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15

Use the \c escape sequence: /foo\c See also: http://stackoverflow.com/questions/2287440/how-to-do-case-insensitive-search-in-vim


9

In vi or vim you can ignore case by :set ic, and all subsequent searches will consider the setting until you reset it by :set noic. In less there are options -i and -I to ignore case.


6

With a large enough value of 'undolevel', Vim should be able to undo the whole day's changes. If you quit Vim in between, you also need to enable persistent undo by setting the 'undofile' option. Vim captures not just a sequential list of commands for undo, but actually a tree of all changes. It also has several commands around undo (cp. :help ...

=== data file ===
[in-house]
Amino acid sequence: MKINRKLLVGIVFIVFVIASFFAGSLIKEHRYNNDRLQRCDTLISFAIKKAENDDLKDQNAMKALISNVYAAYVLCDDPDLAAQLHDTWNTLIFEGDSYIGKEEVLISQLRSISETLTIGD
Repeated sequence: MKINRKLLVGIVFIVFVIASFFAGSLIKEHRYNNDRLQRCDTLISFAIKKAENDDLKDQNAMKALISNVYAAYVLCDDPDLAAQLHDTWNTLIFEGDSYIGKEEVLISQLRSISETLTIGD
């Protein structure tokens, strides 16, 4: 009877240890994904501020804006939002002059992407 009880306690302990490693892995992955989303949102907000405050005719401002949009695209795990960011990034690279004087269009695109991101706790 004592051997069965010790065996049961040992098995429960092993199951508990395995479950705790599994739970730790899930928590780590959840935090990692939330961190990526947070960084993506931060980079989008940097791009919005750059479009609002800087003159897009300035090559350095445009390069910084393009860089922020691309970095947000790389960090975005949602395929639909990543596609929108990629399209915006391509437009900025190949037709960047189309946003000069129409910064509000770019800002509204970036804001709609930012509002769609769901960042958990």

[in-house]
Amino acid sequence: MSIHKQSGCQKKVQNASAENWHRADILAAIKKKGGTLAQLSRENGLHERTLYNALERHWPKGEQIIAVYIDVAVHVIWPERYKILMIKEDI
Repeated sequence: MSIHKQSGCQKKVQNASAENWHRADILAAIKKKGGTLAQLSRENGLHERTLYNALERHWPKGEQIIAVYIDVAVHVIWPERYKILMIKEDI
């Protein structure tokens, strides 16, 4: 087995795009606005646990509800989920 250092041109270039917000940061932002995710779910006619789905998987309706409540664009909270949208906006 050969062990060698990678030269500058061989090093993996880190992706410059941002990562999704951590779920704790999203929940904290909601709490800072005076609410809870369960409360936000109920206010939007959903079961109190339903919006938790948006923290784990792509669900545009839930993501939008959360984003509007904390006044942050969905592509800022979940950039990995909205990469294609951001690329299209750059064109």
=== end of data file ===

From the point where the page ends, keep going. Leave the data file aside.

4

Copy the content to your document in vim as you do, presumably with the middle mouse button in X, using insert mode, but on separate lines. Then go to the first column of the first of the newly inserted lines and go into visual block mode CTRL+v where you can select the content. The only issue here could be different line lengths that sometimes make it hard ...


4

Vimscript is evaluated exactly like the Ex commands typed in the : command-line. There were no variables in ex, so there's no way to specify them. When typing a command interactively, you'd probably use <C-R>= to insert variable contents: :sleep <C-R>=timetowait<CR>m<CR> ... but in a script, :execute must be used. All the literal ...


4

I understand your question as your long lines being wrapped around and you can't easily see where the two lines for the comments start and end. There are various options: 1) activate line numbers with :set nu, or 2) prevent wrapping by :set nowrap. What is preferable depends on whether you want to see the whole lines without scrolling or not.


4